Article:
“How delightful!” He took in my charcoal face, big blue eyes and luxuriant, cream-colored coat—the markings of we, Himalayan cats.
“I didn’t know you had a cat?” The director was not the first visitor to have made such an observation. And as I’ve noted before, why should the Dalai Lama not have a cat—if “having a cat” is an accurate description of the relationship.
I circled on his lap, trying to decide exactly where I would position myself. As I did, His Holiness said, “As you can see, she is not a creature of fiction.”
The visitor glanced in the direction from which I’d come, realiz- ing that I must have been sitting nearby all along. As I settled onto his knees, he said, “I am sure she must hear many enchanting tales, sitting on the windowsill.”
“Oh yes,” agreed the Dalai Lama. “She could share some won- derful stories.”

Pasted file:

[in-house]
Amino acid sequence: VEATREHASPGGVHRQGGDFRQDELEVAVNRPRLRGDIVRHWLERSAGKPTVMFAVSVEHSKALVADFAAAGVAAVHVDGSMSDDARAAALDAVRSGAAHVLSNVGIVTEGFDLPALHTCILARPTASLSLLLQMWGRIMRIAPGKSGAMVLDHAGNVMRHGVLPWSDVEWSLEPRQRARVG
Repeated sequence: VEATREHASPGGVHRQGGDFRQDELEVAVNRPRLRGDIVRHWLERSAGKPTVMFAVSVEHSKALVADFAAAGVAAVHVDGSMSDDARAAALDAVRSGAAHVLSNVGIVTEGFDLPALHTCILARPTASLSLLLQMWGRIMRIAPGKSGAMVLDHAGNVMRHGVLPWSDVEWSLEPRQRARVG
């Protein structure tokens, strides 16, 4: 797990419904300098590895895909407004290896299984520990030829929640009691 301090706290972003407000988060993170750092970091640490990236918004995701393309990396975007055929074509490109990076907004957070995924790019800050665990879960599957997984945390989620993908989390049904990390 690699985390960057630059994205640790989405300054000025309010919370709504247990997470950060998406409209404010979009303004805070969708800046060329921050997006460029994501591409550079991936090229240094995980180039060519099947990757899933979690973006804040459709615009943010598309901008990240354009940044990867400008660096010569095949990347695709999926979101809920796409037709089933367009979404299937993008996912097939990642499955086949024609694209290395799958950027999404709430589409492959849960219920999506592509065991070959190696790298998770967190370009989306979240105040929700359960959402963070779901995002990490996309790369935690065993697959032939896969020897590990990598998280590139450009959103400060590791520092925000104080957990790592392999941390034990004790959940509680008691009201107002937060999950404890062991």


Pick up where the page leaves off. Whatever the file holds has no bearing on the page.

In the days that followed, whether dozing on the sill, or being pampered downstairs in the kitchen by the executive chef, Mrs. Trinci, I would sometimes recollect that conversation: Once upon a time. Transform sleep into something useful.
And it was true, I thought—I did hear many fascinating tales. Some were stories of mystical yogis and monks in the Himalayas. Others involved middle-aged women or inquiring young men in the West. The most precious of these stories, just like the fables of old, contained some transformative insight, some life-affirming wisdom, that touched not only the mind, but also the heart.
But where to start?
If I have learned anything living with His Holiness, dear reader, it is the simple truth that if you need help with something, anything, the first step is to ask. Whether it is a lip-smacking serving of Mrs. Trinci’s finest diced chicken liver, or the inspiration of the Buddhas when embarking on some new creative project, we are surrounded by beings whose only wish is to see us happy and fulfilled and, most especially, to help us offer happiness and fulfillment to others. Sometimes these beings may be seen. Sometimes unseen. In my own case, I only need to be in the same room as the Dalai Lama and I am touched by his benevolent inspiration.